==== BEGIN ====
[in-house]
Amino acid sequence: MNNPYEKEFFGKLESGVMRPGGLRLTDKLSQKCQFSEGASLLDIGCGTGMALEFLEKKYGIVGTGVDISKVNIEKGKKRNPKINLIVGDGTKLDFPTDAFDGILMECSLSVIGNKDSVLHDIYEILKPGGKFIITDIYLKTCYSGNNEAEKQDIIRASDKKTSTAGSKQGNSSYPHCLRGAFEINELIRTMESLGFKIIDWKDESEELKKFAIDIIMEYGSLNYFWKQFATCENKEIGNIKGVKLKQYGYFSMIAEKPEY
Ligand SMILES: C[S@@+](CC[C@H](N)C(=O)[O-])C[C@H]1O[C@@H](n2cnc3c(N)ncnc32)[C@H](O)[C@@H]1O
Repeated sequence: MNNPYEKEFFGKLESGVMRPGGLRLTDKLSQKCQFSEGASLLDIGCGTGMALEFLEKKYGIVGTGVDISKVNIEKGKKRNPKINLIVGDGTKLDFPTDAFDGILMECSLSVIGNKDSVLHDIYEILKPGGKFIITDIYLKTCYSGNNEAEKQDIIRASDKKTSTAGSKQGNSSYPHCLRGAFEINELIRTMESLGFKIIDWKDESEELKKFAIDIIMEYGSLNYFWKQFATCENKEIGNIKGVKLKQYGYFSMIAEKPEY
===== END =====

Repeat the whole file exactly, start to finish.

[in-house]
Amino acid sequence: MNNPYEKEFFGKLESGVMRPGGLRLTDKLSQKCQFSEGASLLDIGCGTGMALEFLEKKYGIVGTGVDISKVNIEKGKKRNPKINLIVGDGTKLDFPTDAFDGILMECSLSVIGNKDSVLHDIYEILKPGGKFIITDIYLKTCYSGNNEAEKQDIIRASDKKTSTAGSKQGNSSYPHCLRGAFEINELIRTMESLGFKIIDWKDESEELKKFAIDIIMEYGSLNYFWKQFATCENKEIGNIKGVKLKQYGYFSMIAEKPEY
Ligand SMILES: C[S@@+](CC[C@H](N)C(=O)[O-])C[C@H]1O[C@@H](n2cnc3c(N)ncnc32)[C@H](O)[C@@H]1O
Repeated sequence: MNNPYEKEFFGKLESGVMRPGGLRLTDKLSQKCQFSEGASLLDIGCGTGMALEFLEKKYGIVGTGVDISKVNIEKGKKRNPKINLIVGDGTKLDFPTDAFDGILMECSLSVIGNKDSVLHDIYEILKPGGKFIITDIYLKTCYSGNNEAEKQDIIRASDKKTSTAGSKQGNSSYPHCLRGAFEINELIRTMESLGFKIIDWKDESEELKKFAIDIIMEYGSLNYFWKQFATCENKEIGNIKGVKLKQYGYFSMIAEKPEY